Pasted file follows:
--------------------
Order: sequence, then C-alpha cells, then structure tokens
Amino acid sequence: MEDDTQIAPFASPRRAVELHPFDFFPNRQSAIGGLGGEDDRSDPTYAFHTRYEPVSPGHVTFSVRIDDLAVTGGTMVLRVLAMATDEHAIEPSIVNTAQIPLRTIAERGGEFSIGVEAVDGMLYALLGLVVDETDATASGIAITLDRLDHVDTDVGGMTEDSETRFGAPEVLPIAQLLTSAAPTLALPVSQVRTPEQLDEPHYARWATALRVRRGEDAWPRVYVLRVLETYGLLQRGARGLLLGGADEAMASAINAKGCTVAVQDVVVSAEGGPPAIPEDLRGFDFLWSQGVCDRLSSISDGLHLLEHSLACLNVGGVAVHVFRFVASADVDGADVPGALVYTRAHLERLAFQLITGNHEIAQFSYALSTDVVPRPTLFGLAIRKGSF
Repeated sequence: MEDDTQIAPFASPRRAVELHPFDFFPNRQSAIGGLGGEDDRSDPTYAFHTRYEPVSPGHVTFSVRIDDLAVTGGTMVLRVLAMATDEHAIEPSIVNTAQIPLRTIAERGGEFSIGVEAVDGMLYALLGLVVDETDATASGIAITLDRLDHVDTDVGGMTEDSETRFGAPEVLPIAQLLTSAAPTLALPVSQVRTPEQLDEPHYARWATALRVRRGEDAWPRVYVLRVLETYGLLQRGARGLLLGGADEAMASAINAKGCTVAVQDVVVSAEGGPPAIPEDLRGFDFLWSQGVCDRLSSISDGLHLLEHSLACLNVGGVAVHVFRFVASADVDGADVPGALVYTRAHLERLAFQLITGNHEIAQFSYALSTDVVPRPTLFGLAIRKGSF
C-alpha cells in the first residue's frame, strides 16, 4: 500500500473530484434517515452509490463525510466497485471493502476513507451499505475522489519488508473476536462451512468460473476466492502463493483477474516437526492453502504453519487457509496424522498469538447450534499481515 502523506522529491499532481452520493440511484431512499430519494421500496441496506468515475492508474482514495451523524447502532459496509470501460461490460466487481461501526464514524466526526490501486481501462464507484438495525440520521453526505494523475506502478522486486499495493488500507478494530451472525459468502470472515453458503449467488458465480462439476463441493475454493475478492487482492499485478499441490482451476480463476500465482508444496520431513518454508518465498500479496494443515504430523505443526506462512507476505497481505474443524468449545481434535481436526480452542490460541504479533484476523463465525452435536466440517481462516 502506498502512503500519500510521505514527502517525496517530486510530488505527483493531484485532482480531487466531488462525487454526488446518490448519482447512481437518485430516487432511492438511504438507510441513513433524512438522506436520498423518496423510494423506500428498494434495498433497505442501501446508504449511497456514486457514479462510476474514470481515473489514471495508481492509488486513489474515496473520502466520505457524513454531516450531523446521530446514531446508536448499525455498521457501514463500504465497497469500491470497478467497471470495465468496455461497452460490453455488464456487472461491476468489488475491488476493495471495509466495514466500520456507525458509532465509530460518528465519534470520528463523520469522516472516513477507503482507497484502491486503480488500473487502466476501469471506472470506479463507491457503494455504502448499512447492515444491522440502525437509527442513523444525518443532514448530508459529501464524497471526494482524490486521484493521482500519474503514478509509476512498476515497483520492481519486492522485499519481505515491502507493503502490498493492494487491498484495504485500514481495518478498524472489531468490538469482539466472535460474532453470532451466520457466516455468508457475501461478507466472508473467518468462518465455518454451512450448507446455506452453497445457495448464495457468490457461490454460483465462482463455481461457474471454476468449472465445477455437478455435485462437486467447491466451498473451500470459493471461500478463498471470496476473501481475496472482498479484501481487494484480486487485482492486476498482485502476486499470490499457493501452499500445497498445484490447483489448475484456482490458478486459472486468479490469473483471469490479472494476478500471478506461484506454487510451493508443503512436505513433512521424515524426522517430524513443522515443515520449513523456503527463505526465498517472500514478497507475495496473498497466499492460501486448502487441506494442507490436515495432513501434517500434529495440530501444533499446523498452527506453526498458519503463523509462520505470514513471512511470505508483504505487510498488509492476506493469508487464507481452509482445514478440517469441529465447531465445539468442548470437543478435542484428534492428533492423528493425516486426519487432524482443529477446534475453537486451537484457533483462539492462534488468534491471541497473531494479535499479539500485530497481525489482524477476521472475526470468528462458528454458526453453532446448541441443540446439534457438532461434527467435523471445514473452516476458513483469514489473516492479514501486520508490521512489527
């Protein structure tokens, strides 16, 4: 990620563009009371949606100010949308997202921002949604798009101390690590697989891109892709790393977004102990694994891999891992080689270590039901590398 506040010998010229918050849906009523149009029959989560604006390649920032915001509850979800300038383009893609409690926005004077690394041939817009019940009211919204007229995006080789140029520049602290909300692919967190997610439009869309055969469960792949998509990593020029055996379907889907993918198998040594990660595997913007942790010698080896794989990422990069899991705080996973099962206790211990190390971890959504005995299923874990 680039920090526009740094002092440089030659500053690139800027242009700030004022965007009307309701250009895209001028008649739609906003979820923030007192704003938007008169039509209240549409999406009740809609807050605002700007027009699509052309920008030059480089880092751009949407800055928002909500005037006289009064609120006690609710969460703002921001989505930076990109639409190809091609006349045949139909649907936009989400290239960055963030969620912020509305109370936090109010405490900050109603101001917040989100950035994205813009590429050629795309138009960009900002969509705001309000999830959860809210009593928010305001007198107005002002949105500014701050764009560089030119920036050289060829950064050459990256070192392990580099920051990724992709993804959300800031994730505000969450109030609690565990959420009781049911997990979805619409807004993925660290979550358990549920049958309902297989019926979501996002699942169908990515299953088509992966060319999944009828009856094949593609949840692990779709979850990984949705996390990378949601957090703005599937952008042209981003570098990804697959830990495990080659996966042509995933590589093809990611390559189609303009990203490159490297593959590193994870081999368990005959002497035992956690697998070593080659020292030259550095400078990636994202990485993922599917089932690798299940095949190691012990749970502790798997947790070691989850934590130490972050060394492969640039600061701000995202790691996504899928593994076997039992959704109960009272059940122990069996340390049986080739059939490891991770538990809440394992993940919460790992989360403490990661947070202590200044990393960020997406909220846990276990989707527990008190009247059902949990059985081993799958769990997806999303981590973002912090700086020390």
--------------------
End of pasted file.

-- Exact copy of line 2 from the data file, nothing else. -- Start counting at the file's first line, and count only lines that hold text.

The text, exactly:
Amino acid sequence: MEDDTQIAPFASPRRAVELHPFDFFPNRQSAIGGLGGEDDRSDPTYAFHTRYEPVSPGHVTFSVRIDDLAVTGGTMVLRVLAMATDEHAIEPSIVNTAQIPLRTIAERGGEFSIGVEAVDGMLYALLGLVVDETDATASGIAITLDRLDHVDTDVGGMTEDSETRFGAPEVLPIAQLLTSAAPTLALPVSQVRTPEQLDEPHYARWATALRVRRGEDAWPRVYVLRVLETYGLLQRGARGLLLGGADEAMASAINAKGCTVAVQDVVVSAEGGPPAIPEDLRGFDFLWSQGVCDRLSSISDGLHLLEHSLACLNVGGVAVHVFRFVASADVDGADVPGALVYTRAHLERLAFQLITGNHEIAQFSYALSTDVVPRPTLFGLAIRKGSF